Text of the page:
Yet, they’re still capable of cutting down on overall fuel costs and CO2 emissions, especially in heavy stop-start traffic. On the upside, mild hybrids are lighter in weight and smoother in starting compared to full hybrid cars. Their production cost is overall cheaper, too and they require no special maintenance or servicing – which could be an incentive if you’re looking to purchase an environmentally friendly car but have a restricted budget.

Mild Hybrid Vehicles:

  • Mazda CX-5
  • Audi A4
  • BMW 3-Series
  • Kia Sportage
  • Mercedes-Benz C200

What is a Plug-in Hybrid?

Just like full electric vehicles, Plug-in hybrids or PHEV cars, as the name gives away, have to be plugged into a charging station or high-voltage wall box to recharge their battery. They use a combination of powerful combustion engines and large battery packs, but other than mild hybrids can be exclusively driven on electric power to ensure a fuel-efficient journey.

For many PHEV drivers, the petrol or diesel-powered internal combustion engine serves merely as a backup for when the battery runs out of power. Plug-in hybrids bridge the gap between combustion and electric cars,  being suited for long-distance driving as well as daily commutes at lower speeds. This makes them the perfect vehicle for inner-city, emission-free driving. Should you ever need extra power, the combustion engine is there to help out.

PHEVs are a great place to start for anyone who wants to take a step towards an all-electric future. Plug-in hybrids offer some peace of mind knowing that there is a backup motor that can act as a safety net should you ever run out of juice. But the biggest benefit of PHEVs remains their dedicated electric mode, which allows you to drive for certain distances on electric power alone.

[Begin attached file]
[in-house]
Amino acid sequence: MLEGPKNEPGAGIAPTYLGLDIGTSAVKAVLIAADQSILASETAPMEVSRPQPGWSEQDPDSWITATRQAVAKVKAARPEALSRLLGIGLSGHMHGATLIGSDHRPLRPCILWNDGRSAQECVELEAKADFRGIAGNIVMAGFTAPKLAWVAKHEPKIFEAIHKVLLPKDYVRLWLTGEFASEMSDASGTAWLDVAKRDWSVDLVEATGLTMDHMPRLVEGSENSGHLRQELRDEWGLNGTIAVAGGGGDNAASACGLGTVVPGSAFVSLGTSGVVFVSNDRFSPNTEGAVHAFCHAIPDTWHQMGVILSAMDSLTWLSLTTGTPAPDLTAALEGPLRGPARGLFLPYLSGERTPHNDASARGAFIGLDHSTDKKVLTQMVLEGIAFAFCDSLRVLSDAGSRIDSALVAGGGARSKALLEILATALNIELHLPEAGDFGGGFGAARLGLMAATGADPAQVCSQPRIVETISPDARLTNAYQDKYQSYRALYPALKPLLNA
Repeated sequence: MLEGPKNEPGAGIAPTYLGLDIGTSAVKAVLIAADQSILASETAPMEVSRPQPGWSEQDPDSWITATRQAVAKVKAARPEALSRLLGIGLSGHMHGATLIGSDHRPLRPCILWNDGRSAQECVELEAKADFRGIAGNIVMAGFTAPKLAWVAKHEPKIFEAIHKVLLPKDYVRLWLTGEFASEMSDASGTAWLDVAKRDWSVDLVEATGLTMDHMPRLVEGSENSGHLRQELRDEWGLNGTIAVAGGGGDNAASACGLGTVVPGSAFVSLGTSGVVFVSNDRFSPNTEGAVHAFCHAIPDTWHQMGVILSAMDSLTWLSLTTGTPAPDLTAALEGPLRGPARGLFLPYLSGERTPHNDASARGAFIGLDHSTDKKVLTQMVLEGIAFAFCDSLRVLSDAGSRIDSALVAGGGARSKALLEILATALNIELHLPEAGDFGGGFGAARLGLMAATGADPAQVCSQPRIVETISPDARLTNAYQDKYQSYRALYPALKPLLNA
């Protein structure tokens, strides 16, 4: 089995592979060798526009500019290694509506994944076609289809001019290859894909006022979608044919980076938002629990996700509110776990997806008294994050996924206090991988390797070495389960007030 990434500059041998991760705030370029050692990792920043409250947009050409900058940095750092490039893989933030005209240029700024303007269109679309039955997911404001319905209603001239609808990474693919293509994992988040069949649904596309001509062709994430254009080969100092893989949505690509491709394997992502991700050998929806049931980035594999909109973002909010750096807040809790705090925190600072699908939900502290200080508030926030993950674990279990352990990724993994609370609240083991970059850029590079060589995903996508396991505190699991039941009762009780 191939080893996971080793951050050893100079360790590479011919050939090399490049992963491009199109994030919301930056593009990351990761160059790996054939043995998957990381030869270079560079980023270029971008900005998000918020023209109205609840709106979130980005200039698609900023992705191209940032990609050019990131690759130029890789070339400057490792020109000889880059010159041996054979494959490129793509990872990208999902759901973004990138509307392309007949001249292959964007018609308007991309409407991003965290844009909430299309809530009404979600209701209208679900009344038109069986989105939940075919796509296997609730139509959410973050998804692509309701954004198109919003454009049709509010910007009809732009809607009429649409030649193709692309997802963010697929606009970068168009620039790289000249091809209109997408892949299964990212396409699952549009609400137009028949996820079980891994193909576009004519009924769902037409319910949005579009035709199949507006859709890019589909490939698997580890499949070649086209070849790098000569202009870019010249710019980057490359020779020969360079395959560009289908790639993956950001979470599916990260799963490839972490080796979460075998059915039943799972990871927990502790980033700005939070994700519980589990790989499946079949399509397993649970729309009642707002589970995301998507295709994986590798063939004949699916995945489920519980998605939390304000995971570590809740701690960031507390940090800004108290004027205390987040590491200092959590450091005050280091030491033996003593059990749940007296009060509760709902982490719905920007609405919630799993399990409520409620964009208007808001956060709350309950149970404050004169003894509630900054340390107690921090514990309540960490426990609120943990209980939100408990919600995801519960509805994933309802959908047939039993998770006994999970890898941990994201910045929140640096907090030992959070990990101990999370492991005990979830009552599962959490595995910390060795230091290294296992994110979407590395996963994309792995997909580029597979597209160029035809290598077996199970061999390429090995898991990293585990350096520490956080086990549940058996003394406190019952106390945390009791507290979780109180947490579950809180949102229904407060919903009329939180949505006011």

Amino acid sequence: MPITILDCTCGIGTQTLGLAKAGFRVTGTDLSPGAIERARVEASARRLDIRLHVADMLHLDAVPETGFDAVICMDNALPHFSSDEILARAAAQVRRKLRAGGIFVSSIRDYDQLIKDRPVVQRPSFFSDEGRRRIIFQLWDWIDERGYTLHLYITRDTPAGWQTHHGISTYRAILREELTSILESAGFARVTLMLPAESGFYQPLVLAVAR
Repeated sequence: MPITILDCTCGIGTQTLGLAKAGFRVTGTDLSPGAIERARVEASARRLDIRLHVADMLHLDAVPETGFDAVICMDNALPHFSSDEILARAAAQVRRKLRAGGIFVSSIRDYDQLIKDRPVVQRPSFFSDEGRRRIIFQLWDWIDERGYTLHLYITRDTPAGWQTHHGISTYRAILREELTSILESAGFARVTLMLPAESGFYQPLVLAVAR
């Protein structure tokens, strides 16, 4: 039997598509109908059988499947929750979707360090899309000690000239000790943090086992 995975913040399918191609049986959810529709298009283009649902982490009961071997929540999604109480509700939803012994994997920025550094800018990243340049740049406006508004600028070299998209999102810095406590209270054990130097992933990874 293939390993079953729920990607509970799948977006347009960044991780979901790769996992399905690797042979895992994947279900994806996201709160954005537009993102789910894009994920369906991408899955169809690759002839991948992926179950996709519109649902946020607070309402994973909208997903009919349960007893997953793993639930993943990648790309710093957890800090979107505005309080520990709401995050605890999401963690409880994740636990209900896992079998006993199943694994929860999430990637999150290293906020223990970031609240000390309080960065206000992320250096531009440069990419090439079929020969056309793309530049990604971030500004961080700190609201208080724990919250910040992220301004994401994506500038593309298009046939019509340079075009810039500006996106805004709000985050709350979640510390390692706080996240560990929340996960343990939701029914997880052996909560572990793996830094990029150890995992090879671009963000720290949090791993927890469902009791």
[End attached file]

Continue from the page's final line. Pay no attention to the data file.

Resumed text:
Plug-In Hybrids:

  • Hyundai Ioniq Plug-In
  • Mini Countryman PHEV
  • Volvo XC90 T8
  • BMW 530e
  • Porsche Cayenne e-Hybrid

How far can each type of hybrid travel on electric power?

Mild Hybrid

Electric range: 0 kilometres

Why? The fuel engine is the main source of power which means mild hybrids cannot drive on electric power alone. The electric motor simply supports the engine and is typically used for coasting, braking and to assist in pulling away.

Full Hybrid

Electric range: 3 kilometres

Why? Full hybrids run mostly on diesel or petrol engines and can only be driven on electric power alone at very low speeds and for limited ranges.

Plug-in Hybrid

Electric range: 80 kilometres

Why? Plug-ins generally have larger batteries, which is fantastic if you frequently undertake shorter journeys. They can be done just using the electric power of the car.

Is it worth buying a hybrid car?

Hybrid cars have a lot going for them: They can be cheaper to maintain since there’s less wear and tear on the combustion engine, they’re fun to drive, better for the environment and your wallet. True, the initial purchase price is usually a little higher, but with rebates and tax credits, you’ll likely be able to offset the initial blow to your budget.

And don’t forget that you can expect to see a dramatic reduction in your running costs if you find a car that suits your travel needs. If we’ve caught your interest, you might like to continue reading about the benefits of hybrid cars and our top 5 recommended hybrid cars to purchase.

Whether you’re driving an electric vehicle or a good old fashioned car, the specialists at Novus Autoglass offer a range of services to help you maintain your car in tip-top shape. Speak with a member of our team today on 13 22 34, or contact us online to get your vehicle into top condition.